I am a volunteer audio engineer for IT Conversations, a popular podcasting site that (among other things) makes available presentations from conferences like the O'Reilly Open Source Convention, BlogHer, Pop!Tech and MeshForum.
What does it mean to be an audio engineer? It means that I get the original audio recordings, edit them in various ways, add all the audio chrome at the beginning and end, and encode them to podcast and archival formats. It's all good fun and a weirdly relaxing hobby.
But I'm also a software guy and once I'd done a few shows I couldn't resist the urge to create some tools to make the whole process easier and to achieve consistently high quality. I'll be writing about them in subsequent entries in this blog. I hope to help the whole podcasting community by making these tools available for free. You can find them on my Web site which is a PostNuke horror story at the moment. But that is a discussion for another day.
One of the great things about working with Doug Kaye (the founder of IT Conversations) is his high standards for the shows. Both the audio quality and the substance of the presentations are top-notch, which is why ITC is so highly regarded. Editing each show is a unique adventure. My personal goal is to make the final podcast a better experience than being there live. Well, at least in the sense that the coughs and sneezes are gone, the dead air while waiting for PowerPoint to come to life is trimmed, and the questions can actually be heard. When you start on a show you never know what you are going to run into. I'll be sharing some of these stories too.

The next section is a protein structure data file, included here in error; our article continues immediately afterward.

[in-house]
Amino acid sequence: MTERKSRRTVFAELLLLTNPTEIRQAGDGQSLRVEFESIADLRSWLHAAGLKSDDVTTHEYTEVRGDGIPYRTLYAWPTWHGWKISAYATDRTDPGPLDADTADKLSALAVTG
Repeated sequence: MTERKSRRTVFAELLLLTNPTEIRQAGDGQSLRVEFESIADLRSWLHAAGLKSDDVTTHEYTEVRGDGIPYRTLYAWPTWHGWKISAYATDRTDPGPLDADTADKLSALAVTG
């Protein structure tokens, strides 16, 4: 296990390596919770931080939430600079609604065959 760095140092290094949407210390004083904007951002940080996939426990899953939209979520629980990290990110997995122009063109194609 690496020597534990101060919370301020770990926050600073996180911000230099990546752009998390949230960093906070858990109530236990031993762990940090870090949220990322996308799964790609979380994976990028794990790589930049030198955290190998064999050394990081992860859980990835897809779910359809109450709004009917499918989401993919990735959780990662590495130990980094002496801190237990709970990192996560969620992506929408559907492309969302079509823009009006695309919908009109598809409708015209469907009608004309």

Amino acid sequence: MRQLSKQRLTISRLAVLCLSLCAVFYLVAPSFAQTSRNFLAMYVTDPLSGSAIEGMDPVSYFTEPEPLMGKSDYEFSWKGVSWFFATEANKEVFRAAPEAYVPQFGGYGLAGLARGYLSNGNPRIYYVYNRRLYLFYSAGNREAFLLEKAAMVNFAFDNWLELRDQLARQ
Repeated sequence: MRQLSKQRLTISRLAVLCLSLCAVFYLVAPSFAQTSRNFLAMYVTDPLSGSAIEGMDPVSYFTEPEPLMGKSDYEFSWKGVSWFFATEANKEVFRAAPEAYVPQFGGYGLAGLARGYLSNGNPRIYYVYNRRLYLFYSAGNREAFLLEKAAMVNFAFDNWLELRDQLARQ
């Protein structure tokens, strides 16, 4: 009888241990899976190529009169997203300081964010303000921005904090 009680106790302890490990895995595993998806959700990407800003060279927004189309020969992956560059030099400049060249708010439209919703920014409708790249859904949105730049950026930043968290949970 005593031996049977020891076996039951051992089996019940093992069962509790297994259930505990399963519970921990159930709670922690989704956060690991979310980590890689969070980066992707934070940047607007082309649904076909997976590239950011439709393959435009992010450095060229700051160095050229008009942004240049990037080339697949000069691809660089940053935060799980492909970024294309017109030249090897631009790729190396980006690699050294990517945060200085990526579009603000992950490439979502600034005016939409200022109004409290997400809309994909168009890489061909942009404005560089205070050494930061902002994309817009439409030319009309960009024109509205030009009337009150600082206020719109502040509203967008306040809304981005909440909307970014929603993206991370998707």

It is intriguing to watch the podcast phenomonen develop. I live in Vancouver and walk by the Canadian Broadcasting Corporation (CBC) on the way to work every day. They are on strike now and as I see the picketers I can't help but think that whatever battle they are fighting now, it's going to be a completely different discussion soon. I used to be a big fan of the CBC. Now I walk past their big grey building with my MP3 player, the size of a pack of gum, plugged in and listening not to the radio but to a collection of really interesting podcasts hand-picked by me to suit my tastes and interests. I haven't tuned in to the CBC for ... months?